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21 August 20110 Comments by Jon M

Tom Alexander resigns from Everything Everywhere

Tom Alexander will resign from the UK’s biggest mobile network, Everything Everywhere (made up of France’s Orange and Germany’s T-Mobile). He will step down at the end of August to be replaced by Olaf Swantee, the current head of France Telecom’s European mobile operations, but Alexander will remain on in a consultative role for the remainder of 2011.

The industry gossip is that France Telecom and Deutsche Telekom who jointly own Everything Everywhere had got fed up with the slow growth at and were frustrated with Tom Alexander’s inability to cut costs following the merger. Alexander had spearheaded the joining of Orange and T-Mobile only a year ago creating the UK’s biggest mobile network with 28 million customers in Britain. Before that, he had who famously made millions with Virgin Mobile, the UK’s first virtual network and had run Orange twice.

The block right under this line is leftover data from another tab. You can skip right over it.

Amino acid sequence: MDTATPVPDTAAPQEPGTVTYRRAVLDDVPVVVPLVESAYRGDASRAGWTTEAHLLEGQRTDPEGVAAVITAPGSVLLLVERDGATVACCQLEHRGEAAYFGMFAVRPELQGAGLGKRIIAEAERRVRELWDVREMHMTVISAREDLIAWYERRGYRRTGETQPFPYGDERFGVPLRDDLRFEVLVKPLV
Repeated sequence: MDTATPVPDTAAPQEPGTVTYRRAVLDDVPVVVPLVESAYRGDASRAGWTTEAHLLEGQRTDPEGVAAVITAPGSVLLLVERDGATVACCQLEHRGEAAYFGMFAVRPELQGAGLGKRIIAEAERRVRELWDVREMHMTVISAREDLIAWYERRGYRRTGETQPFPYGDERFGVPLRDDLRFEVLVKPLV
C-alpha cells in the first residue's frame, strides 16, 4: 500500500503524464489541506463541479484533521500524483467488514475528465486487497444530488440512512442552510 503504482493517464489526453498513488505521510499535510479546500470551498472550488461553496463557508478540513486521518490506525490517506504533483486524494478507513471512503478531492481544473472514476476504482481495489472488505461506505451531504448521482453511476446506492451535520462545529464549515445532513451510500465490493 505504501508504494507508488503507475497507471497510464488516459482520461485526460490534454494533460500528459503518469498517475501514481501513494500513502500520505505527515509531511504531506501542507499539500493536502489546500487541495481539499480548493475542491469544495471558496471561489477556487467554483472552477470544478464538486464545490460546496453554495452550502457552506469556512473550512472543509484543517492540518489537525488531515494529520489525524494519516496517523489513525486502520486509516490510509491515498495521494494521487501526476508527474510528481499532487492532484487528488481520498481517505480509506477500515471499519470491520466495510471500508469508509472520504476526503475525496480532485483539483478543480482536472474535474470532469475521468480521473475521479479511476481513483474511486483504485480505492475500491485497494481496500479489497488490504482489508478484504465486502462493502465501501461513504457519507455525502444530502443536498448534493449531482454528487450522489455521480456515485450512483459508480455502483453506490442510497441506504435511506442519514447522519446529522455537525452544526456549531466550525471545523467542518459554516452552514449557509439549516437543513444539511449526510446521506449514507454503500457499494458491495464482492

However, some thought that his successes at Virgin Mobile and Orange were simply down to luck and, since the start of this year Everything Everywhere reported a 2% decline in revenue and a significant drop in new customers. The £3.5bn of cost savings demanded were also far from being met.

In an internal email he sent announcing his resignation, Alexander said, “It’s been a fabulous three and half years here … I have been impressed by the brightness, the talent, and the dedication of those that I have worked with, and I’ve made some great new friends.” He went on to write, “I am deeply proud of all that we have achieved together – forming the largest mobile telecommunications business in the UK”.

However, he also said “I feel it is now the right moment to hand over the reins to somebody else”. Sources within the mobile industry suspect that Everything Everywhere will now also lose a huge number of senior executives who had followed Alexander in from Virgin Mobile. This news leaves a slightly uncertain future for Everything Everywhere who are now under pressure to deliver savings to shareholders which will inevitably cost several jobs in the UK.

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